My apprehension was increased somewhat when my dear wife told me that part of her hoped I would fail. There’s nothing like the wholehearted and unquestioning support of a good woman to make a man. And, when she explained herself by saying that my passing would increase the pressure on her own test two weeks later, I found myself wondering if competitiveness in a marriage really is a good thing. It left me with much the same lost boy feeling as I had a couple of years ago when Natasha asked, “when Daddy dies can we get a cat?”

My mood was lightened somewhat by The Connecticut Driver’s Manual.

I can’t recommend this text highly enough. What it lacks in plot it makes up with unexpected pearls of wisdom. It advises against parking on railroad tracks; drinking and driving ‘while you are taking other drugs’ (presumably it’s okay to drink and drive when you’re not taking drugs, or even to drive on drugs so long as you haven’t had a snifter, but it’s the three together that’s the problem) and using your horn in close proximity to a blind person. The Manual cites only five circumstances where drivers are discouraged from using their horn: ‘being in close proximity to a blind person’ is one of them. Quite apart from the difficulty of determining whether a blind person is in the vicinity in that split second when some arse-hole cuts you up, I enjoyed this piece of advice because it conjures up such a great image. But best of all is, “If you want to waive (yes, ‘waive’) at another driver, please use all your fingers, not just one.” Clearly this is not the Highway Code.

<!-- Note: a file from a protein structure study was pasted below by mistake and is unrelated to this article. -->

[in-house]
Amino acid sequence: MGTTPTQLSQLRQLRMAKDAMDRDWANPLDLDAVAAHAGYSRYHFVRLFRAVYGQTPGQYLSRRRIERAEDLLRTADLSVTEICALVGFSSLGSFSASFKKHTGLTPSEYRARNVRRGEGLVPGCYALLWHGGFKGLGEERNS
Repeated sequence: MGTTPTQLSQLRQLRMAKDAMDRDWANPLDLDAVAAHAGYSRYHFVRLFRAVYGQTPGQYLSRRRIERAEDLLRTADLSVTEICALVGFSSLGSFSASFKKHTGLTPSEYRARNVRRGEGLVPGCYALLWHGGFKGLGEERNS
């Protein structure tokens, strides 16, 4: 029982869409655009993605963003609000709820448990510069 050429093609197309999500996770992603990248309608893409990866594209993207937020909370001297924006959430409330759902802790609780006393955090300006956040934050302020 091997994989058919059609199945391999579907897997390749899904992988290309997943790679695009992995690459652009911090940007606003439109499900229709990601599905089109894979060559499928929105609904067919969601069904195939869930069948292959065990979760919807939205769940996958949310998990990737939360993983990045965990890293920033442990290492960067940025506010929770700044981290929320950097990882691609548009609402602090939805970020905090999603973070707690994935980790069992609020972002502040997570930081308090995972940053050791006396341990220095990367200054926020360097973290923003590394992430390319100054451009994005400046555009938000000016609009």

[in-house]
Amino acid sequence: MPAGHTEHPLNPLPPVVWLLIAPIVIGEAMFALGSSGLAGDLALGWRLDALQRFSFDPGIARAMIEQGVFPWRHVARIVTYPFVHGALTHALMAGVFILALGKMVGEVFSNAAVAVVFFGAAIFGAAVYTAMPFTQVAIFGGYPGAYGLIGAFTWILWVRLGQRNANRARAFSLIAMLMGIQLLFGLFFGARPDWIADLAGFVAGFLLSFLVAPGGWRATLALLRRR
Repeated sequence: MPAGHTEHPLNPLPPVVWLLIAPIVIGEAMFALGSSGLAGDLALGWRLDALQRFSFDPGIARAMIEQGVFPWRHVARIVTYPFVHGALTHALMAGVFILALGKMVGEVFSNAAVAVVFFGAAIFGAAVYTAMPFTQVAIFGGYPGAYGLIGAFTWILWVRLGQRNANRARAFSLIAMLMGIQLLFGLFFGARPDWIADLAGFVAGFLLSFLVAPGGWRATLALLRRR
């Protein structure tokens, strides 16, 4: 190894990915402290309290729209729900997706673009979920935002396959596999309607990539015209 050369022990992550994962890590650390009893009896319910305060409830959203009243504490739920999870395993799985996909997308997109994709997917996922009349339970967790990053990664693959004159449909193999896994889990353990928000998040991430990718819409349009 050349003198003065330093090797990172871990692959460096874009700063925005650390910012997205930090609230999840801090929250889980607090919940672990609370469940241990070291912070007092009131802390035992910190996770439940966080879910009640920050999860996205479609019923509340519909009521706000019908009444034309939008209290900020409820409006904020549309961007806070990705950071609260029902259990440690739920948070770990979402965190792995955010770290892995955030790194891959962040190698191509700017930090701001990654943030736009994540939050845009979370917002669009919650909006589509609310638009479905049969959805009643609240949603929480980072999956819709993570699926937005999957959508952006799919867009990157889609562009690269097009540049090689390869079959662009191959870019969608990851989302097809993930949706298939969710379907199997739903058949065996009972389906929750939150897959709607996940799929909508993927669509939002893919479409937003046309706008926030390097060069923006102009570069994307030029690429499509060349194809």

The driving test itself was multiple-choice on a computer screen. The three months I had driven in Connecticut, rather than the two hundred and seventy-six in England, was deemed sufficient for me not to have to do the practical bit of actually driving a car. It has to be said that the questions weren’t difficult. One showed a picture of a No Entry sign with no entry written on it, asked what it meant and gave ‘no entry’ as one of the four multiple-choice options. I got that one right. Another question asked (with accompanying visual to help remove any vestige of doubt) which lane you need to get into if you needed to turn left. In clicking the ‘left lane’ option (another correct answer) I wondered just how low your IQ would need to be to answer that you need to get into the right hand lane to make a left turn. A later question tried to catch me out by asking which lane I should be in order to make a right turn.

In fact the hardest part of legitimising myself to drive over here was trying to arrange car insurance through the voice recognition phone system of our insurance company. Voice, but not accent recognition. The one English vowel that Americans have particular difficulty with is ‘a’. They cannot just understand what you want when you ask for water. However you say it they can’t understand you. I’ve found the only solution that works is to ask for a beer instead. Similarly, when I told the voice recognition machine that I wanted Auto insurance it put me through to renters insurance, then benefits insurance, then ‘children squashed on trampoline by twenty-stone nanny’ insurance. Only when I made the same kind of noise that our Yorkshire Terrier makes when you stand on her tail was I put through to Auto insurance.

And after all that I finally belong here. I’ve got my very own American driver’s license.